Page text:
a twenties coat

sewing saturday! 1920s coat

Well, I finished my 1920s pattern coat this week! View part one of the project here.

This coat ended up being more complicated than I expected, in large part due to the era of the pattern. Oftentimes the instructions suggested methods of sewing that (for me) needed to be translated and simplified into modern sewing methods. I found myself reading and re-reading the instructions, then Googling alternative ways to accomplish the task the instructions suggested. Because of this, you'll see a lot of links to online tutorials I used in this post.

This is the oldest sewing pattern that I've ever sewn with (I've used 1930s and 40s patterns before but never pre-30s) and needless to say, next time I'm starting with something simpler.. like an easy dress with four pattern pieces. But all the work paid off and I have a finished coat I love, so that has to count for something.

Another word of advice.. I used non fusible interfacing to line the lapel and collar of the jacket, and I regret that now. It worked really well in the structured skirt of the brocade holiday dress I sewed last month, but this coat doesn't have that same structured fit. I consider it more loose, fluid, and therefore I should have used something less stiff (and more tear-proof) that could move easier with the coat (like muslin or lighter canvas). A word just in case you guys find yourselves sewing a loose-fitting coat like this!

Beginning where I left off in part one, I pieced together the lining of the jacket. My friend Lauren suggested that I line the sleeves with something lightweight and slippery rather than bulky velvet, so I took her advice and used some black silk I had in my sewing room - so the body of the lining is velvet and the sleeves are silk.

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I hemmed the wool outer shell with an inch and a half seam at the bottom, then pieced together the jacket lapel in velvet, sewing it right sides together to the front and neck edges of the wool shell.

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Once the velvet lapel was sewn on, I pressed it inside and topstitched around the edges. I attached the lining to the jacket by sewing the edges of the lining to the lapel inside edges (right sides together), then hand-stitching at the side seams in place to keep it together. While the method described in my sewing instructions was a bit different, I always go back to this well-illustrated article on lining a jacket for help.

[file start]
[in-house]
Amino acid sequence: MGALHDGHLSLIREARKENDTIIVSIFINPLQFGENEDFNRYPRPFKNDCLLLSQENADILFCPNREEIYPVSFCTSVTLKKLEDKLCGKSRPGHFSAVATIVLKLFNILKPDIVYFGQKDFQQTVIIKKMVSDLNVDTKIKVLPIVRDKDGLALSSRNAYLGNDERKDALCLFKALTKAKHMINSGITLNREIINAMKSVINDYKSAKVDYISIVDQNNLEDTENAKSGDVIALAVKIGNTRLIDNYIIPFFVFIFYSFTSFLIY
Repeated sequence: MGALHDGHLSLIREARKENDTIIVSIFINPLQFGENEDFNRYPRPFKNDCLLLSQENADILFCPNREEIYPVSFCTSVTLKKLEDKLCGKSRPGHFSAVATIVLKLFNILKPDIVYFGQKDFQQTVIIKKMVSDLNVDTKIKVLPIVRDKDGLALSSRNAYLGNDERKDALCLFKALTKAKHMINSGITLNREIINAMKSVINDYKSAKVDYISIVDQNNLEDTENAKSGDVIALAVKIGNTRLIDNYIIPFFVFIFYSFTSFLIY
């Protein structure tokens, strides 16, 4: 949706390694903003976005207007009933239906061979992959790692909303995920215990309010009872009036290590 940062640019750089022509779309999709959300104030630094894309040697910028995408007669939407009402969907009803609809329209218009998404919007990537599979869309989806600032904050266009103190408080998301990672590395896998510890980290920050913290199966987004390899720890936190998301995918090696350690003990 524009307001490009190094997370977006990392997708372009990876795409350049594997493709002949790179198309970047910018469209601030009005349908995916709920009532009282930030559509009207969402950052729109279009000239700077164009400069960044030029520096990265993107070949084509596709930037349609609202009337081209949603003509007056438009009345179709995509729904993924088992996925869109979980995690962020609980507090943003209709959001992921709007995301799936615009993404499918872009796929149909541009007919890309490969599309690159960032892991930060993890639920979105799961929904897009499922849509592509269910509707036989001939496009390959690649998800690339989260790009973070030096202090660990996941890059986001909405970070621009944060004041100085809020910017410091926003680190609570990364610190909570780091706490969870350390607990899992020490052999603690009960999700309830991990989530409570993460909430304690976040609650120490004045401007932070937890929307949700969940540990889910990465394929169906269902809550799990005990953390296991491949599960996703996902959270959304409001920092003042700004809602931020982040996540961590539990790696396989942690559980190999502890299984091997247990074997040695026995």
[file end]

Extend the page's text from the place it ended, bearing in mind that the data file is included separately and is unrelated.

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Next, sleeve cuffs. I used a scrap bit of muslin for extra interfacing at the cuffs and followed this handy tutorial on attaching cuffs to a jacket, making sure to follow each direction carefully - including basting the cuff layers in place, which helped a lot when it came time to add the cuff to the sleeve.

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With everything pieced together, I then had to add a button and buttonhole to the front. I covered my button in matching black velvet, then hand-stitched a buttonhole using blanket stitches and embroidery floss. Here's a handy explanation for stitching buttonholes by hand.

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Done!

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I decided against the front pockets - instead I'm going to add invisible side pockets (plus a button at the neck for a funnel neck enclosure) at a later date. Right now, I'm just happy to be finished.

Happily I have several more sewing projects lined up, coming as soon as this weekend.. a couple more wintery projects then I'm moving onto spring, because Neil and I have a trip to Florida planned for early March and I need to sew up some outfits for the occasion!

Tonight, seeing Argo with friends and eating at our favorite pizza place. Happy Thursday!